"Some people said they had never seen the signs."
Ms Stewart is now looking into new measures to drive the message home, and has set up a competition to get children to design new signs, with the plan for the winner's to be displayed outside the main entrance.
A spokeswoman for NHS Greater Glasgow And Clyde, said: "In the case of staff smoking on our grounds, we have a policy that prevents staff from smoking and we can monitor this effectively.
"Unfortunately, it is more difficult to enforce this policy with patients and visitors. Some people have been abusive to our staff when asked to stop smoking at the doorways of hospitals and on hospital grounds.
"We have used posters and gadgets, such as smoke detectors and automated voice warnings systems, to persuade people not to smoke on our grounds. These measures have had some success, but the problem remains and is of concern to us."
SINCE the Evening Times launched its Clear The Air campaign, the issue of people smoking in hospital grounds has been a hot topic.
Alexander Sim, 64, from Scotstounhill, Glasgow, said he complained after visiting Gartnavel Hospital with a chest infection – and found he had to pass through a crowd of smokers at the door to get outside.
He said: "I had to run a gauntlet of people smoking at the door. I complained about it at the desk and then to the NHS.
"They said people have been complaining so I asked what they were doing, but they did not reply.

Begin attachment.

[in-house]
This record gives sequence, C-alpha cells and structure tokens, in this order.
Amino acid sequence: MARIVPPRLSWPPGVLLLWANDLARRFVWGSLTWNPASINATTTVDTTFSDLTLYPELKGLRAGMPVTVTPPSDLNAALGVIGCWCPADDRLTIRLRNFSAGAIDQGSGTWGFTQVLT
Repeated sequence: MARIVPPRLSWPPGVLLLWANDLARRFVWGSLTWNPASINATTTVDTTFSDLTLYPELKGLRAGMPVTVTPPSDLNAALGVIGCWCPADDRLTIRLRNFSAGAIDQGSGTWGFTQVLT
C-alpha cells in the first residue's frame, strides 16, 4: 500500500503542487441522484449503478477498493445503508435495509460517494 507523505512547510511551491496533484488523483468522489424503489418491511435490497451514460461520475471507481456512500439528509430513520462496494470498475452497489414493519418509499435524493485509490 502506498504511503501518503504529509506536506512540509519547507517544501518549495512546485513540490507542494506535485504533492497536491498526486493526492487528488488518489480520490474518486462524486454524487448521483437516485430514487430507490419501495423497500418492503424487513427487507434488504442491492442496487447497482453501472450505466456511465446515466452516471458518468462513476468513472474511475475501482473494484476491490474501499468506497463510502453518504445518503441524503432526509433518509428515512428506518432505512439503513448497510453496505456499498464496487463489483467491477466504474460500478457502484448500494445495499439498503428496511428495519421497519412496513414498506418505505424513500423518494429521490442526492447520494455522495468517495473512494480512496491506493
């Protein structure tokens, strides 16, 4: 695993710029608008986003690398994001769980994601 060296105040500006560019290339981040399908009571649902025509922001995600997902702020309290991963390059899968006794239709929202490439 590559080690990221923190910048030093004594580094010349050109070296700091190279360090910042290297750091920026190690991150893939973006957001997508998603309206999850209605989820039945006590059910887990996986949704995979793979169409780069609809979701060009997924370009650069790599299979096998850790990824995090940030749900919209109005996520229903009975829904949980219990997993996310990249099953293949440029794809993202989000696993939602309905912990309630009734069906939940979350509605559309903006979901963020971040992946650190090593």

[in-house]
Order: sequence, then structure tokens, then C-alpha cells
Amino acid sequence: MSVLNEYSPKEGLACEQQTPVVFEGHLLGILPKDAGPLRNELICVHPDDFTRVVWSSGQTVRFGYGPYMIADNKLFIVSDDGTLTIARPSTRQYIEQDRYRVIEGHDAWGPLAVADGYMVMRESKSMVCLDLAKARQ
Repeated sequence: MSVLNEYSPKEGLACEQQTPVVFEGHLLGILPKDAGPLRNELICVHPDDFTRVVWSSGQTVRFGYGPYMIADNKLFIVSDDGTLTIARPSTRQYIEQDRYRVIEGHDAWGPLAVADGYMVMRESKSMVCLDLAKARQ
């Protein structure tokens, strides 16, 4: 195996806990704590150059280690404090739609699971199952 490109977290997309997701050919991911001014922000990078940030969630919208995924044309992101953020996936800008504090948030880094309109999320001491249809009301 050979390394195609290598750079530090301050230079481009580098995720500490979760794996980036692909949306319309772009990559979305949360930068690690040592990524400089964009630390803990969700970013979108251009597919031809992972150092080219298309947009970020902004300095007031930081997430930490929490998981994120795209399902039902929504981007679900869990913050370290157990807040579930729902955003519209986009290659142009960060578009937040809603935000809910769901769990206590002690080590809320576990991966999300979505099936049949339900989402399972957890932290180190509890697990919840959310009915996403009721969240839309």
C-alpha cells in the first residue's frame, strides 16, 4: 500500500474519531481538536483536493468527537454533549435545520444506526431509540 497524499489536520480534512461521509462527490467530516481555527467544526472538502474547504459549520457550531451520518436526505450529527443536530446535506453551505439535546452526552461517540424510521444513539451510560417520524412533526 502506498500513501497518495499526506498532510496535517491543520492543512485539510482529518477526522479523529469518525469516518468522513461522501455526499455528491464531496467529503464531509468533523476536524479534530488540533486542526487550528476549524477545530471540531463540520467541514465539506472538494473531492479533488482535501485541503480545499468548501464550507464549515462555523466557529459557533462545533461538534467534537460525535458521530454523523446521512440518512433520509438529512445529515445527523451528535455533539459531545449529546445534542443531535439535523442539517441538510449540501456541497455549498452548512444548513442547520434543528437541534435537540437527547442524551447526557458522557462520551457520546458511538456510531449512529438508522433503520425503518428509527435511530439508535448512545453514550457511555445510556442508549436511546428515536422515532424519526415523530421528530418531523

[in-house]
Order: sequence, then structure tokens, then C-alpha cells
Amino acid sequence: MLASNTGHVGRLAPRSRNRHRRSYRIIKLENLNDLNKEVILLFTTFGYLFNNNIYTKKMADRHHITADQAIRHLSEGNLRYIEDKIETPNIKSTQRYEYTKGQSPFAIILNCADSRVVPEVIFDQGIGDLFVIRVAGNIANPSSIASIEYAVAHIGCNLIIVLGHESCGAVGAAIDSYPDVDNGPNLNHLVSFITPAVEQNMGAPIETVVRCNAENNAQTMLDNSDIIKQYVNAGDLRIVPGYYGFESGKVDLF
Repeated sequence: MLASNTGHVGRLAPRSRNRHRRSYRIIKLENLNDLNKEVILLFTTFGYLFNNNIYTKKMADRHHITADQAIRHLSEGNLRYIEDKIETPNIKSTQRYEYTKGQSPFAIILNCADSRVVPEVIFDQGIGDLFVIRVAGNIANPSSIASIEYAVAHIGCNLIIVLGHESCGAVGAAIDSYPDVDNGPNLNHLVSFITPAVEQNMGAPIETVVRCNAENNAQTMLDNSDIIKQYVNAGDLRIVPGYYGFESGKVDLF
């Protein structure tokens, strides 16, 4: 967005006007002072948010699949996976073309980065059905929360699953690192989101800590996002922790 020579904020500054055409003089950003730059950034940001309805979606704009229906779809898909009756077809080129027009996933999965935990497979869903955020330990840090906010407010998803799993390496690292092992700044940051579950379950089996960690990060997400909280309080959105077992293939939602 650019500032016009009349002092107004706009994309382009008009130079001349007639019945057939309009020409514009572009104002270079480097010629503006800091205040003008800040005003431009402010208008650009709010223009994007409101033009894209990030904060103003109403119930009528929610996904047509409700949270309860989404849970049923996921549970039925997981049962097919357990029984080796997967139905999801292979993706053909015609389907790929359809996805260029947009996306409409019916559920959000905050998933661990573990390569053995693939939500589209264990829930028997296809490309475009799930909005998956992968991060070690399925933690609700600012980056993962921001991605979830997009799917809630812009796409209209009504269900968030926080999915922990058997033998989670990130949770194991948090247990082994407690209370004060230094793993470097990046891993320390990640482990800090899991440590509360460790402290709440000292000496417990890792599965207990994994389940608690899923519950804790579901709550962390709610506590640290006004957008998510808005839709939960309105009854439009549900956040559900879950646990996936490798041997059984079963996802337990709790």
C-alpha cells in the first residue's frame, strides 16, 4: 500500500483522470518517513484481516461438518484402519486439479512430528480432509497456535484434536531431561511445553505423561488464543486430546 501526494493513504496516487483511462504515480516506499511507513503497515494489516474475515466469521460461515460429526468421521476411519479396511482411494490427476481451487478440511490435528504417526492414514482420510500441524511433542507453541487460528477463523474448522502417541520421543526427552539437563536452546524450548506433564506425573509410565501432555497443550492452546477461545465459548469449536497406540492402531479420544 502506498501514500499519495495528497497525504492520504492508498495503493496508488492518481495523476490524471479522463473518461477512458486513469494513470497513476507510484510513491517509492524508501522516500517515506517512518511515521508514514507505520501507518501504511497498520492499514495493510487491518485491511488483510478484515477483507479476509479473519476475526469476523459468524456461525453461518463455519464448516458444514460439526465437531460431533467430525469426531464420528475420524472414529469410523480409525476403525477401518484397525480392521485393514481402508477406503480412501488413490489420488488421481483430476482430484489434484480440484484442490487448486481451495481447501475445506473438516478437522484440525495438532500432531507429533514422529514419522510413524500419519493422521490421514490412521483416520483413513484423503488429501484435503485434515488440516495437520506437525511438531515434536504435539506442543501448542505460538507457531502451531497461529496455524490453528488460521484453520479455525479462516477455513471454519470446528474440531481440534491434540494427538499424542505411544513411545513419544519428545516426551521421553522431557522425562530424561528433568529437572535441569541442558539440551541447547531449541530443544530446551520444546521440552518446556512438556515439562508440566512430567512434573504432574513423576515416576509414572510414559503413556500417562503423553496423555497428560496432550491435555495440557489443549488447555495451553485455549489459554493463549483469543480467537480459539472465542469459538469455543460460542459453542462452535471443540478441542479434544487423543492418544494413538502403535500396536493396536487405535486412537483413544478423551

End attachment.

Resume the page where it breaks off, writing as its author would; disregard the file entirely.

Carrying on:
"Even people with oxygen masks were smoking."
A father from Baillieston wrote a letter of complaint to the Princess Royal Maternity Hospital about smokers, including staff, around the entrance.
His letter said: "Our new baby's first intake of 'fresh air' in the world outside hospital will be filled with cigarette smoke."
The hospital replied, saying it was an "extremely difficult and sensitive situation to manage".
A patient at the Beatson West Of Scotland Cancer Centre contacted the Evening Times to complain about the number of smokers who light upside that hospital.
He said: "What I find hard to comprehend is why do they allow so much smoking in the grounds? This is a centre of excellence for treating cancer.
"When I go out to the entrance to get some fresh air, inevitably someone will light up next to me.
"It's impossible to avoid it. Patents and staff are doing it. I have phoned to complain and left messages but they never ring me back.
"If people need to smoke there should be somewhere for them to go."
THE Evening Times' Clear The Air campaign, run in conjunction with NHS Greater Glasgow And Clyde and NHS Lanarkshire aims to highlight the risks of Scotland's biggest killer and help you quit smoking for good.
Every day in Scotland 36 smokers die from horrific illnesses such as lung cancer, mouth cancer, strokes and heart disease. Then there is the harm caused to others by secondhand smoke, not to mention the spiralling cost.
For help to stop smoking see our website at www.eveningtimes.co.uk/cleartheair or call Smokeline on 0800 848484. Find us on Facebook by searching for Clear The Air and on Twitter at: bit.ly/etclearair
We are also looking for your stories. Get in touch with reporter Sarah Swain on 0141 302 6532 or send an e-mail to: email@example.com